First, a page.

If 1996 was the revenge of the nerds, 2007 offers no choice at all: whatever the outcome a nerd wins.

Christopher Bantick writes today in a tendentious piece of Rudd’s essential weakness in dealing with militant unions, but it made me wonder why we don’t have people like Dean Mighell, of the Victorian Electrical Trades Union, in parliament because these are the people who really scare the pants off Howard and co, not the tame Rudds and Swans and the besuited front bench.

Rudd has gone out of his way to distance himself from union strongmen like Mighell, but has Howard curbed the militant elements on his side of politics? No way. The shameful waterfront operation of the late 1990s by Chris Corrigan was done not only with the Government’s approval but its active connivance. Peter Reith was the larrikin of the right.

Of course, Rudd wants to get elected and he is spooked by the anti-union campaign, but by going to water he is playing right into the Government’s hands.

Mighell and other union leaders are repeatedly portrayed as violent and disruptive, but this overlooks the obvious that for many Australians the workplace is both those things – violent in increasingly unrestrained employer power and disruptive of personal and family life as conditions are eroded.

And Howard is not only a supporter of this violence; he actively encourages it. How else can one explain his stance on unfair dismissal laws? To abolish unfair dismissal protection is surely to condone unfair dismissal. What a weapon to create fear among workers.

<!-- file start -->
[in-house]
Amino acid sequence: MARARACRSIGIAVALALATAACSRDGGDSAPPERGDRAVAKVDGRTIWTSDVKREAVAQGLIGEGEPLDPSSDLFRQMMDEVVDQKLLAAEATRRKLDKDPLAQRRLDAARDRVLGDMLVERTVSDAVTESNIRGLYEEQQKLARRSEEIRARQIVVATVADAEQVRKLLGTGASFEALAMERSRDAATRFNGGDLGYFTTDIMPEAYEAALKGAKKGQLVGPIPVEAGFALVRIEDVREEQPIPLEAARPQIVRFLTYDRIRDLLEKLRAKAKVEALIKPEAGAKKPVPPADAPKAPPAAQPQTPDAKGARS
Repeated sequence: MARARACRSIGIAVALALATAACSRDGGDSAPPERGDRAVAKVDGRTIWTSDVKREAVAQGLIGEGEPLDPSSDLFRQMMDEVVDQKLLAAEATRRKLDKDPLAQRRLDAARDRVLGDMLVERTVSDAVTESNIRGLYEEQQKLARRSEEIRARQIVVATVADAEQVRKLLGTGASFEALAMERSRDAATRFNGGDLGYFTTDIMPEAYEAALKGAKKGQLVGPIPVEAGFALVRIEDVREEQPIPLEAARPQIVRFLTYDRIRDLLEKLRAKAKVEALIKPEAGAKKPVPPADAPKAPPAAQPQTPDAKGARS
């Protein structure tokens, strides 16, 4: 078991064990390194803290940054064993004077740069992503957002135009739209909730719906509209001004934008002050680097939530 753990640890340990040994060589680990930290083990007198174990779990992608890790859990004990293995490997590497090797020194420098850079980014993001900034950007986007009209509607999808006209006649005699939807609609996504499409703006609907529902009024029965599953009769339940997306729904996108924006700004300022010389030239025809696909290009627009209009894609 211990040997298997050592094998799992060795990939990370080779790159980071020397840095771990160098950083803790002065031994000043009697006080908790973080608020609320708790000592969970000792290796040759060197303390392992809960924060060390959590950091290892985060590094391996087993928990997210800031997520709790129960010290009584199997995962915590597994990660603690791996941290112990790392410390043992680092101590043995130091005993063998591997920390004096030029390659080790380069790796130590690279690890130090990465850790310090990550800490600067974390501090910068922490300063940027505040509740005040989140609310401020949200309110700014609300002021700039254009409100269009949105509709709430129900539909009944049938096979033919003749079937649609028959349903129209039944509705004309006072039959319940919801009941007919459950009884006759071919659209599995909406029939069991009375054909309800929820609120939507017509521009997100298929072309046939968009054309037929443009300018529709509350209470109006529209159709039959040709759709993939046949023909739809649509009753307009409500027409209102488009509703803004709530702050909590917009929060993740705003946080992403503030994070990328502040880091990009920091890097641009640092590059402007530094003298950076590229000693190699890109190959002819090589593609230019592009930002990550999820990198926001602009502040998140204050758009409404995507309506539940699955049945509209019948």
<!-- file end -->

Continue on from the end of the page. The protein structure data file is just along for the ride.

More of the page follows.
We actually need people of the calibre of Dean Mighell – articulate, keenly intelligent and an incisive analyst of what is happening – to counter current trends in which Labor has been merely a meek and pliant accomplice, not an opponent.

John Howard always likes to deride the idea of class war, but since 1996 he has waged it ruthlessly and unrelentingly against workers in the name of “flexibility” and “productivity” and all those weasel words that are designed to sound reasonable but are in fact quite unpleasant and merely serve already powerful vested interests.

We need the Dean Mighells as never before and the likes of the late Stormy Normie Foster, whose larrikin wit and turn of phrase have no place in Kevin Rudd’s impeccably behaved classroom.

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Peter Fray
Peter Fray
Editor-in-chief of Crikey
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